Known from Vietnam, the Andaman Sea (eastern Indian Ocean) and Java, Indonesia, [But records on the Forum suggest a wide Indo=West Pacific distribution]
16m, Phi Phi Is., southern Thailand, November 1989, Dorsal view of 52mm animal, PHOTO: D.J. Brunckhorst. (Brunckhorst, 1993: Plate 8A).
Notes from Brunckhorst,1993: Large species characterised by predominantly pink coloration, and broad based multicompound tubercles with paler apices. Apart from two primary longitudinal black lines, other black lines of variable size occur irregularly. Rhinophores pink on anterior face and around base, black on apex and posterior face.
Two other species with similarly coloured rhinophores:
Phyllidiopsis pipeki, which has bright pink colouration and consistently two straight black longitudinal lines only, rounded white tubercles (not multicompound).
Phyllidiopsis fissuratus, which is also pink and black but is extremely tuberculate, with very tall compound and coalesced tubercles with deep black valleys between. It also has a translucent raised rim around the raised rhinophore pockets and a smooth tall raised pink anal papilla.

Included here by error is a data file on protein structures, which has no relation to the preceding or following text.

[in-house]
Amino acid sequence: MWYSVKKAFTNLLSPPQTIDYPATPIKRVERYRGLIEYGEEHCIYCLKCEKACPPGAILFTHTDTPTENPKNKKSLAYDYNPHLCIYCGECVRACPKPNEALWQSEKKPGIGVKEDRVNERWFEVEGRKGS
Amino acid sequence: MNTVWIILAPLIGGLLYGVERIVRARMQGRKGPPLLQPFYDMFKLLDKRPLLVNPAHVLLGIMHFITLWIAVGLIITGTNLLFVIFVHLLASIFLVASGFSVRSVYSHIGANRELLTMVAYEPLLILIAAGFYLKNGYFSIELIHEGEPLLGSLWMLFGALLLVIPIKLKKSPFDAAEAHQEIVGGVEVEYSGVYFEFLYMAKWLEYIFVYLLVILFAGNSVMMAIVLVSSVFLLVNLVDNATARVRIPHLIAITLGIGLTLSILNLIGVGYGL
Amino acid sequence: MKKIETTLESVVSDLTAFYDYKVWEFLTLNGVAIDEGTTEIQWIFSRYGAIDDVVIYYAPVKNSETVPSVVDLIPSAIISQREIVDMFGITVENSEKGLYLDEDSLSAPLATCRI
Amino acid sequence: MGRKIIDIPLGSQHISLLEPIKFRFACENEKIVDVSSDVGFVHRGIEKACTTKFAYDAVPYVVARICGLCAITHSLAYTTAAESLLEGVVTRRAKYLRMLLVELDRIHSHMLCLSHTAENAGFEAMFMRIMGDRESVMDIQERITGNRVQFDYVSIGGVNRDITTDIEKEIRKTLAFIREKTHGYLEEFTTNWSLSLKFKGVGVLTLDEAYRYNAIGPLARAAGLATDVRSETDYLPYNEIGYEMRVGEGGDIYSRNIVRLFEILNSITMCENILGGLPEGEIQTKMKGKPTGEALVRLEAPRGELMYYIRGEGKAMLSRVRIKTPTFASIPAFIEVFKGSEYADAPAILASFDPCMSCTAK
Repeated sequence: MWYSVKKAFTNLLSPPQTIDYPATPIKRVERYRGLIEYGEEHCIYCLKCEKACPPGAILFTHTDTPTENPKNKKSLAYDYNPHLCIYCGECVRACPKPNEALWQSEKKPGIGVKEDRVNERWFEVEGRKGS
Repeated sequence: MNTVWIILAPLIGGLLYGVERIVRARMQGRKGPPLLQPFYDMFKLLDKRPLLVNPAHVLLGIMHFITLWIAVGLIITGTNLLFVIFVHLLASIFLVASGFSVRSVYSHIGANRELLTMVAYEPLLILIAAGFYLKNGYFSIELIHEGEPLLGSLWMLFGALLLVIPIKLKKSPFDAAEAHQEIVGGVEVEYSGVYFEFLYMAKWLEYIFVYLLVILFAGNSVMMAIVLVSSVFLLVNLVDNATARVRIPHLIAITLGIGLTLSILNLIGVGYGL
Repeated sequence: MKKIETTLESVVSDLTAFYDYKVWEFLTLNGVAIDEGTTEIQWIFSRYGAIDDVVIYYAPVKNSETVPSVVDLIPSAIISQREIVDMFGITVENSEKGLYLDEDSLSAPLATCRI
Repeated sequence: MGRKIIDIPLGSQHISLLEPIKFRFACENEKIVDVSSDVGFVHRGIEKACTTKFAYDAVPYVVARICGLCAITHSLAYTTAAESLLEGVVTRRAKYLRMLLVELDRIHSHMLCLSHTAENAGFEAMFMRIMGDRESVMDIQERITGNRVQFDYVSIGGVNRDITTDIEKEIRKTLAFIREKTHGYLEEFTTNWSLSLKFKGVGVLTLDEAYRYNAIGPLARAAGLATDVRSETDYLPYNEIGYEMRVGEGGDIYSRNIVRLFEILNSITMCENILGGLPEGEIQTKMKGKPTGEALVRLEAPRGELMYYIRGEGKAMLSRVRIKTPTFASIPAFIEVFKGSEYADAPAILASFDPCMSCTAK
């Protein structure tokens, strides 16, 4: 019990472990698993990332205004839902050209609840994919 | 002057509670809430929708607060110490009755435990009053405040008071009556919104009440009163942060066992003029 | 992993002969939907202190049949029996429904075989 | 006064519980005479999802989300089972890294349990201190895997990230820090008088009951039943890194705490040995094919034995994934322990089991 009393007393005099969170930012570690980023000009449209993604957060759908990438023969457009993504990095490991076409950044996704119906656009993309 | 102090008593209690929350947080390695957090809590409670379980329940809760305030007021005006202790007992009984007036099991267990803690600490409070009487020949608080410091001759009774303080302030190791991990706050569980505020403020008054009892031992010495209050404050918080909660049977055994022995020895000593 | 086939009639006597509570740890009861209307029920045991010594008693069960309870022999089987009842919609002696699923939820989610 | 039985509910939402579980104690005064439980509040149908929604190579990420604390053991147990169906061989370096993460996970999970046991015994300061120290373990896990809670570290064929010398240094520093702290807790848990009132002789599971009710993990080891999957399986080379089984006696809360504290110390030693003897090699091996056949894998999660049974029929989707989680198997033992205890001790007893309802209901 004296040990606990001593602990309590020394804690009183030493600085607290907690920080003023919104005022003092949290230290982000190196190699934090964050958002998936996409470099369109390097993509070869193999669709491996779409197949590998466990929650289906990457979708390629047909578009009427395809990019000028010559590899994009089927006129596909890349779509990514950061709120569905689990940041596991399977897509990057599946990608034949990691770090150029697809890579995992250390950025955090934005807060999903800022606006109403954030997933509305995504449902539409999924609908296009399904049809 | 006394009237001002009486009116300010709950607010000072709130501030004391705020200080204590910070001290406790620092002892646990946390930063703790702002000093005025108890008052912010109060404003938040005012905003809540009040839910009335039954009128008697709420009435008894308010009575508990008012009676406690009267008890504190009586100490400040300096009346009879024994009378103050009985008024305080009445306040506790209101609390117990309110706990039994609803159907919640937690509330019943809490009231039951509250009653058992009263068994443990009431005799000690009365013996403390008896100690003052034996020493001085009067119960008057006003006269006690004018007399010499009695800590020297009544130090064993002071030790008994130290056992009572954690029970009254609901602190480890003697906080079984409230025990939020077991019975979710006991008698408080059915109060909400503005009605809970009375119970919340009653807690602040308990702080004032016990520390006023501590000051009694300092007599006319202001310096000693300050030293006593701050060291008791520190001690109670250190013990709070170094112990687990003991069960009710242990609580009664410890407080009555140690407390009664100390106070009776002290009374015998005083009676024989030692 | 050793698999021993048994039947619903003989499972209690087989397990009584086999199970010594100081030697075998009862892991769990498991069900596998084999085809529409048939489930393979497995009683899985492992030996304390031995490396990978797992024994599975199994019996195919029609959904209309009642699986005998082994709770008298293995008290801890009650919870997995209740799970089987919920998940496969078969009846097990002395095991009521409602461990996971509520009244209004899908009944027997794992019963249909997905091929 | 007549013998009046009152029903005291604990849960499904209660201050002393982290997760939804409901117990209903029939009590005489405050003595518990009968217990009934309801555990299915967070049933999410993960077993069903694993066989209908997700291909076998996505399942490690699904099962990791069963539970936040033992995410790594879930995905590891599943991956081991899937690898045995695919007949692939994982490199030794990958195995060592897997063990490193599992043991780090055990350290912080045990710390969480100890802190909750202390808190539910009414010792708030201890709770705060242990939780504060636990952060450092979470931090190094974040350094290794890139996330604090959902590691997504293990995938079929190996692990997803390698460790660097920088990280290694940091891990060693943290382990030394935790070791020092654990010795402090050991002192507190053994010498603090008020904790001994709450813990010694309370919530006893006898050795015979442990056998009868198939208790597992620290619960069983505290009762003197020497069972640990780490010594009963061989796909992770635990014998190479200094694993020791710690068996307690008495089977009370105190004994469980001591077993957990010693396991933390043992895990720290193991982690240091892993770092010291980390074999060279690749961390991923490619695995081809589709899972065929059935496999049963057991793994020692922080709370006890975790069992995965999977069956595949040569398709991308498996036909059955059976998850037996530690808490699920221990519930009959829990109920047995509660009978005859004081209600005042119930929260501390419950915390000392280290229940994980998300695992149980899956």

• Brunckhorst, D.J. (1993) The systematics and phylogeny of Phyllidiid Nudibranchs (Doridoidea). Records of the Australian Museum, Supplement 16: 1-107.
Rudman, W.B., 1998 (December 12) Phyllidiopsis krempfi Pruvot-Fol, 1957. [In] Sea Slug Forum. Australian Museum, Sydney. Available from http://www.seaslugforum.net/find/phylkrem
November 26, 2009
From: Mirjam Broos
I was quite surprised to find out that there are only a few messages on your site according Phyllidiopsis pipeki. I think we have found it quite a few times but maybe I'm wrong and is this another kind of slug?
Locality: Cabilao, South Point, Philippines, 10 april 2008. Photographer: Geert Prast.
Broos, M., 2009 (Nov 26) Phyllidiopsis krempfi from the Philippines. [Message in] Sea Slug Forum. Australian Museum, Sydney. Available from http://www.seaslugforum.net/find/22831
This is Phyllidiopsis krempfi. The multicompound tubercles with white tips are quite characteristic and as you will see on the Fact Sheet, separate it from P. pipeki and P. fissuratus, the two other species with similarly coloured rhinophores.